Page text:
Rob Kenney grew up without a dad and throughout his upbringing, he often had questions he wished he could ask a father. When he became one himself, he was determined to be the best dad to his kids and for others. Kenney is now going viral for his efforts to help all the kids without dads via his YouTube channel — “Dad, how do I?”
“My goal in my life was to raise good adults,” Kenney told Shattered. “I never wanted to be wealthy. I never wanted to be necessarily successful. My goal in life was to raise good adults — not good children but good adults — because I had a fractured childhood.”
Kenney created his YouTube channel “Dad, how do I?” to post videos showing viewers how to complete household and life tasks, lessons he wishes he had been given by a father. These videos include changing a tire, shaving, unclogging the shower drain, and getting ready for their first job interview. And, of course, share his collection of dad jokes.
The Viral “Dadvice”
Now that both of his children are both adults with their own careers, Kenney thought he could still step in and offer help in raising the younger generation. He toyed with the idea of making videos that detailed lessons not taught in school, but it wasn’t until quarantine hit that he decided to finally commit to a YouTube channel.
“I want it to be about everyday tasks, but I also would like to pass along some of the wisdom I’ve learned along the way to encourage people,” Rob said to Shattered. “I thought I was just going to be showing people how to do stuff, but it’s kind of resonating on a whole different level.”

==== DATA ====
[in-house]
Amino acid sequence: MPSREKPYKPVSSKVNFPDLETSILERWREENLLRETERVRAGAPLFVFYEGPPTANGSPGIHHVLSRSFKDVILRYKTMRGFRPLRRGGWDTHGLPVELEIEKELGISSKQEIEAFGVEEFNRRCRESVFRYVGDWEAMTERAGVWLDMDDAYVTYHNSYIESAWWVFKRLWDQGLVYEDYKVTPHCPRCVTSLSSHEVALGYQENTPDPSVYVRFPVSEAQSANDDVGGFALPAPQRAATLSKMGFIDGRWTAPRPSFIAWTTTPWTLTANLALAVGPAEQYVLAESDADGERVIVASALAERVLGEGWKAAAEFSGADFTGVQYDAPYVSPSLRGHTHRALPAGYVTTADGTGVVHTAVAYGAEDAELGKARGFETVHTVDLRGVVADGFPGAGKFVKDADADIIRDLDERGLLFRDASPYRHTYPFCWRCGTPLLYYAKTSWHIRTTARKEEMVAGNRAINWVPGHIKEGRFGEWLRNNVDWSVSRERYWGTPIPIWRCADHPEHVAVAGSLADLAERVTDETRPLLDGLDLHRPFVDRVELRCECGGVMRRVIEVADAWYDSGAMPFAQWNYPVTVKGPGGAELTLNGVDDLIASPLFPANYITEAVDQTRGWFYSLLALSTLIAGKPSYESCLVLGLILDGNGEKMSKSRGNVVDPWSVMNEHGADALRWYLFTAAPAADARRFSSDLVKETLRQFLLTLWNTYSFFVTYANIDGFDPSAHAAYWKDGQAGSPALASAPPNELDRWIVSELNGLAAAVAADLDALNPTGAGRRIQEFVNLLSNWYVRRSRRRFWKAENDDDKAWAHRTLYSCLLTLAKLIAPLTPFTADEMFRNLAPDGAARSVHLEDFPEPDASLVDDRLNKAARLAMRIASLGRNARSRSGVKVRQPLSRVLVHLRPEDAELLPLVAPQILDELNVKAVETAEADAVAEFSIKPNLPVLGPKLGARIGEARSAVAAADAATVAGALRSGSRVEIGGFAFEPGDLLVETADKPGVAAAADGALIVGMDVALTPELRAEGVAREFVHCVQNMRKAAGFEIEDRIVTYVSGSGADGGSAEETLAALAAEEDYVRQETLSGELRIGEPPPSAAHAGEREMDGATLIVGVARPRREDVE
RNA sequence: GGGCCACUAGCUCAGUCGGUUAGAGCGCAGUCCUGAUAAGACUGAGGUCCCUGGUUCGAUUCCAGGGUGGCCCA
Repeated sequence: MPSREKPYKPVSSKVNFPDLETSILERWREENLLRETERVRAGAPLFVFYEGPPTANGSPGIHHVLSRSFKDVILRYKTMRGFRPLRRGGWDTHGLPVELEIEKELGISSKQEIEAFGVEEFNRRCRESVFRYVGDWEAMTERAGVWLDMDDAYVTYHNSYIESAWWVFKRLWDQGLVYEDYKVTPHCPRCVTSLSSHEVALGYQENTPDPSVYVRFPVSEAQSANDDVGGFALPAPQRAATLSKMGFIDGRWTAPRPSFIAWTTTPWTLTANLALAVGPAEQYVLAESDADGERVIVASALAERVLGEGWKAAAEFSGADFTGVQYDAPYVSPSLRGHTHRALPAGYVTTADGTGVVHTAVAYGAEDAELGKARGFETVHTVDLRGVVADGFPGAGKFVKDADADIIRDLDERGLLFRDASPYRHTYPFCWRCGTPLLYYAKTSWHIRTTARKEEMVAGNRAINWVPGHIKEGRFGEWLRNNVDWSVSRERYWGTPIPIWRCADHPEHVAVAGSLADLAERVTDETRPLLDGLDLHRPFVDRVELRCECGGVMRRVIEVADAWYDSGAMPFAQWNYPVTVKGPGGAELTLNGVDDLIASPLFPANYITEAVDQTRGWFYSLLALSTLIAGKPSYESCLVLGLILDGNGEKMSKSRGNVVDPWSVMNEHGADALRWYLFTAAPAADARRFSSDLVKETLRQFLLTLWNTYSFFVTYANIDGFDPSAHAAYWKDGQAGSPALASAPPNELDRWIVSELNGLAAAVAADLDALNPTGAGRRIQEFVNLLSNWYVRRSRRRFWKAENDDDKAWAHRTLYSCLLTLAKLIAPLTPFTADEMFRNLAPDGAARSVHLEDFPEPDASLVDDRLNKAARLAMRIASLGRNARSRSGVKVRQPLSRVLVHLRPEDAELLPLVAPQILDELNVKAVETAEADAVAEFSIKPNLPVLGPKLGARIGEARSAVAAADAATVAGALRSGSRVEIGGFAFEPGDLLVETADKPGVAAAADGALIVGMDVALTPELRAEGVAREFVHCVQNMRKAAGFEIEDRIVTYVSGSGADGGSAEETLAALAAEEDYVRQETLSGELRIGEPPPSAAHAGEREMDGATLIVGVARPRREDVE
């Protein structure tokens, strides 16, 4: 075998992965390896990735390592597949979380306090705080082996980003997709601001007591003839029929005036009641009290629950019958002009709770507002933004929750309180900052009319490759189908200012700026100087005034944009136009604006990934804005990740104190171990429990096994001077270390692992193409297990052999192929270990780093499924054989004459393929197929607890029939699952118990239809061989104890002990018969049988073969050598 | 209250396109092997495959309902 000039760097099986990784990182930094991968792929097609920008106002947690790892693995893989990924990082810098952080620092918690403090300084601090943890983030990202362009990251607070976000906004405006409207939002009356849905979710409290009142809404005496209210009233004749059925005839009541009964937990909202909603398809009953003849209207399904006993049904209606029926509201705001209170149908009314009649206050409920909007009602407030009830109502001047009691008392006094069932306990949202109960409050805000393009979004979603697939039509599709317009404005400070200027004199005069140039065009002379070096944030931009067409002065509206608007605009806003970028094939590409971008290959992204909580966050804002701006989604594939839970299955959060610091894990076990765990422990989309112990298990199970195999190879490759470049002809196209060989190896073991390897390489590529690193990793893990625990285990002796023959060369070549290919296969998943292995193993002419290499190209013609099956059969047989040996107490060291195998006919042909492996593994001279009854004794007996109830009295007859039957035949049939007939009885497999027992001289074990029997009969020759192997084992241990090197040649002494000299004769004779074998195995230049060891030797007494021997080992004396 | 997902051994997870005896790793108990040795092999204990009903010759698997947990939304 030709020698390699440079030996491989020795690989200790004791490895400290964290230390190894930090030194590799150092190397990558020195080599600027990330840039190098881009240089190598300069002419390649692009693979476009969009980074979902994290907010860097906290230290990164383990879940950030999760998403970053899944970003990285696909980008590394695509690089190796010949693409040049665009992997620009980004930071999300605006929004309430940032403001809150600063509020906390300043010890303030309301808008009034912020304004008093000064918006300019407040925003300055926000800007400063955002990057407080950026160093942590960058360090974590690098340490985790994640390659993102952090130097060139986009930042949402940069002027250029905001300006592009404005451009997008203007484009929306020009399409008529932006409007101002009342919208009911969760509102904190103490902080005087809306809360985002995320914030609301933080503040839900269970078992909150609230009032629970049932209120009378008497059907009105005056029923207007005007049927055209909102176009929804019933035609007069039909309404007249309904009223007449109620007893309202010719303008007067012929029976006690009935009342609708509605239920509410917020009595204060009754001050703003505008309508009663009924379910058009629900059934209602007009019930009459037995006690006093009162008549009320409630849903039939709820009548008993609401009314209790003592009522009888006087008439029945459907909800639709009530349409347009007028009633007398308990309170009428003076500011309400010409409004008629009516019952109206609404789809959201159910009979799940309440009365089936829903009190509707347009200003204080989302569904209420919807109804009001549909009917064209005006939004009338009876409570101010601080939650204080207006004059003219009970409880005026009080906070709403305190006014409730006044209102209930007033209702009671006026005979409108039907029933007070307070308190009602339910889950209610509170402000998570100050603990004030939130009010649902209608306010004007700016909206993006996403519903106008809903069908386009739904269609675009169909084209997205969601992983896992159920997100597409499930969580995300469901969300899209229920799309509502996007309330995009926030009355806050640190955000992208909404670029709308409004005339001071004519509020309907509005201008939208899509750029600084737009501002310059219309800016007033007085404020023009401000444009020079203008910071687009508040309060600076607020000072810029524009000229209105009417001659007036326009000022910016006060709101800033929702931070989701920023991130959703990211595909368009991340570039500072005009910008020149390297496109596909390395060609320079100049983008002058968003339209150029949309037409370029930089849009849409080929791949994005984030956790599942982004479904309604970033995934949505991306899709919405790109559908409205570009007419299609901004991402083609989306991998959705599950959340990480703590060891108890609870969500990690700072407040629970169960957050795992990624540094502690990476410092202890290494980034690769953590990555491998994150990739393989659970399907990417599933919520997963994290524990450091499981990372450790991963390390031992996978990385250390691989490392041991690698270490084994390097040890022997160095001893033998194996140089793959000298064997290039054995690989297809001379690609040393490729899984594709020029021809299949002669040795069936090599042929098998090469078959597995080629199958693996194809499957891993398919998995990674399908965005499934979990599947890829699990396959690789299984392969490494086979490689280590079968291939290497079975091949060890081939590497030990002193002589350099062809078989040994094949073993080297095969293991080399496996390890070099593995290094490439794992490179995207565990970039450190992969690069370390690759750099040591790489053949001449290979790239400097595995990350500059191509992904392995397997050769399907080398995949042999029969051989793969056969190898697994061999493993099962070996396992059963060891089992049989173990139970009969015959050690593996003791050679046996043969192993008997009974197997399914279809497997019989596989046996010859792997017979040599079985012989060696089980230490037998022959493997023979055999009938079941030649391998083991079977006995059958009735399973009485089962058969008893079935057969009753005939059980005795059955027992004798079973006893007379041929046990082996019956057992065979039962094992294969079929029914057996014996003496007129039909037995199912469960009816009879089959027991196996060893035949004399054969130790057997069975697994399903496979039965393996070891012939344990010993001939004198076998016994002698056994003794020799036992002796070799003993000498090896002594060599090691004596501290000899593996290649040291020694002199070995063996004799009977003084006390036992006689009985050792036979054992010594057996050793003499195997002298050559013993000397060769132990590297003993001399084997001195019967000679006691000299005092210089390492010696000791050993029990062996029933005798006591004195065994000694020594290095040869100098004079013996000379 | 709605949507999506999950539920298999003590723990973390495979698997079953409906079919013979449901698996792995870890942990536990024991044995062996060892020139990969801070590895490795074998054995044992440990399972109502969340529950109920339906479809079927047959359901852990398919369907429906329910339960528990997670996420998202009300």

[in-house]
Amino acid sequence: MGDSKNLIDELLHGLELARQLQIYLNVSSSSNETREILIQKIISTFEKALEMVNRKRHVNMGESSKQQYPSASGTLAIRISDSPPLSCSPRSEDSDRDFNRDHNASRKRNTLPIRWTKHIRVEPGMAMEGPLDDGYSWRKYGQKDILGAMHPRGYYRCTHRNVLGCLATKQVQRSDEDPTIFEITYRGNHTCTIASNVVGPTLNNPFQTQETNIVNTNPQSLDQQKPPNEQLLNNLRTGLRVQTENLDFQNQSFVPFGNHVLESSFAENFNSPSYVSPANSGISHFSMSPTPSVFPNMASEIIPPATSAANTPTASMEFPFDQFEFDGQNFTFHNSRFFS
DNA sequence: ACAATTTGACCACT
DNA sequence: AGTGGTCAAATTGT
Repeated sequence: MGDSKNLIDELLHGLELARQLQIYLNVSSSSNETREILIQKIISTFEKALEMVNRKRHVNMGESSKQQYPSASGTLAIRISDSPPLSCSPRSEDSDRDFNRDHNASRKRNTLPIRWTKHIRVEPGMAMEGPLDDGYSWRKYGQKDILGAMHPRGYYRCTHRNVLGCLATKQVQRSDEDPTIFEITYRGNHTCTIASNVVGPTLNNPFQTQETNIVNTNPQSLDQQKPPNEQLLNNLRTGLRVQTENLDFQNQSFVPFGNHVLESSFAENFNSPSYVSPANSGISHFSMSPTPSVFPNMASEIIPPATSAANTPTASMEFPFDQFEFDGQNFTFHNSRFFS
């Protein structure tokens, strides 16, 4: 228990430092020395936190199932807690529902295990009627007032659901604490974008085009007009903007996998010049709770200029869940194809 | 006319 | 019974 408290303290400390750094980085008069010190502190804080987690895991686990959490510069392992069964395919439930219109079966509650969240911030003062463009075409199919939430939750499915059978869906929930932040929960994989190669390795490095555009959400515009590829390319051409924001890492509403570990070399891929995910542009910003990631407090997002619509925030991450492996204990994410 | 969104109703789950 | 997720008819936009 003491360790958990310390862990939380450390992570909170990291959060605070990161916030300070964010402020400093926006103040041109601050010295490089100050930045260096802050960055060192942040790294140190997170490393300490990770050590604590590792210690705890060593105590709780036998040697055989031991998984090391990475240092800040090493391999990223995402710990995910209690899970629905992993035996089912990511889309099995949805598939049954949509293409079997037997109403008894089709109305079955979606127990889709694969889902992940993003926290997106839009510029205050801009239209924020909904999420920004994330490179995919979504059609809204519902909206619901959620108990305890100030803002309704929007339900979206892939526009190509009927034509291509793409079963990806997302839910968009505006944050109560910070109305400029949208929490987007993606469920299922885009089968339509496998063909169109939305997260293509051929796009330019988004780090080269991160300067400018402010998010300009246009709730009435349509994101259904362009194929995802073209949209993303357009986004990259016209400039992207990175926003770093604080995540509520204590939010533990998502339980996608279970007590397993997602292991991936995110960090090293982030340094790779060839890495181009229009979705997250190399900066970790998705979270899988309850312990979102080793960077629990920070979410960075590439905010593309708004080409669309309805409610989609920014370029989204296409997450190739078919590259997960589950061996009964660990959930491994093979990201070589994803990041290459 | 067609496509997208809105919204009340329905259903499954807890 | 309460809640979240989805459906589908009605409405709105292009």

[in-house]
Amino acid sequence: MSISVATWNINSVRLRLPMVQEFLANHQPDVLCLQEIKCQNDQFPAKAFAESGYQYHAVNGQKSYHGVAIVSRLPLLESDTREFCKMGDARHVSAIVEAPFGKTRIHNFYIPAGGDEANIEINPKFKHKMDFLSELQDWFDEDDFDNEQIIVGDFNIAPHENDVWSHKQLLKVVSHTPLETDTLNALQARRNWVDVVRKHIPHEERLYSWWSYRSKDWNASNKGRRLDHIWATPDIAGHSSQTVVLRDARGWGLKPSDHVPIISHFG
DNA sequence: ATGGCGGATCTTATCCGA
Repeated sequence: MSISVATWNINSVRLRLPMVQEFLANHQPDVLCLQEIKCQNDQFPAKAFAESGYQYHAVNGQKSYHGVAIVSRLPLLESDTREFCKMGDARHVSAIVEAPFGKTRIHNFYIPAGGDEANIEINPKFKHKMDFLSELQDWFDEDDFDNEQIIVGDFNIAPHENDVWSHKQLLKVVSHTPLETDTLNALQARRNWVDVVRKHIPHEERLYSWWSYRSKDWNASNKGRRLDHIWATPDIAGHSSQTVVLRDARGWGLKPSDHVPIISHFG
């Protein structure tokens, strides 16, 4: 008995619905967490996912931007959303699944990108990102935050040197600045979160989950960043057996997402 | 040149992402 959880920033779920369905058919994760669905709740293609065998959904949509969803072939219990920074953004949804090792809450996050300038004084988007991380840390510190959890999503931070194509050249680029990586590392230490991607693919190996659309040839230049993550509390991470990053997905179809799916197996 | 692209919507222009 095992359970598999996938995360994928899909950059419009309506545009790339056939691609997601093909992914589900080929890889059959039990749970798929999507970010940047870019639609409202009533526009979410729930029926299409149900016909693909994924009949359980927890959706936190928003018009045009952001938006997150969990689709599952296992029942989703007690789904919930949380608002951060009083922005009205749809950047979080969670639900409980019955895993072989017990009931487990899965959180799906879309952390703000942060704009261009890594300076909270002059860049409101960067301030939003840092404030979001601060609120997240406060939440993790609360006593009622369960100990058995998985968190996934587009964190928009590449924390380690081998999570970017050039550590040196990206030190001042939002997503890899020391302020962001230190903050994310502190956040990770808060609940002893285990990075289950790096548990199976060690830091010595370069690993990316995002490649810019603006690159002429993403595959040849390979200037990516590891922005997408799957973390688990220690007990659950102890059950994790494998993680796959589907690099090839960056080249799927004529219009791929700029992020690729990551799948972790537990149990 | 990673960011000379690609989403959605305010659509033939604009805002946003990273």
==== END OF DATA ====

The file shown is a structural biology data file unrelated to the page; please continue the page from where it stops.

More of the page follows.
While his channel’s just a month old, Kenney’s earned more than 1.6 million subscribers on the platform. In his last two videos, he shifts focus from his tutorials to addressing his new following and how appreciative he is of everyone tuning in.
In his latest video, titled “I am proud of you!”, he quotes Theodore Roosevelt’s “The Man in the Arena.”
“It is not the critic who counts; not the man who points out how the strong man stumbles, or where the doer of deeds could have done them better. The credit belongs to the man who is actually in the arena, whose face is marred by dust and sweat and blood; who strives valiantly; who errs, who comes short again and again, because there is no effort without error and shortcoming; but who does actually strive to do the deeds; who knows great enthusiasms, the great devotions; who spends himself in a worthy cause; who at the best knows, in the end, the triumph of high achievement, and who at the worst, if he fails, at least fails while daring greatly, so that his place shall never be with those cold and timid souls who neither know victory nor defeat.”Theodore Roosevelt
Kenney emotionally signs off to viewers, “I love you. I’m proud of you. God bless you.”
For those looking for a much-needed pick-me-up, Kenney’s just a click away with some dad-styled reassurance: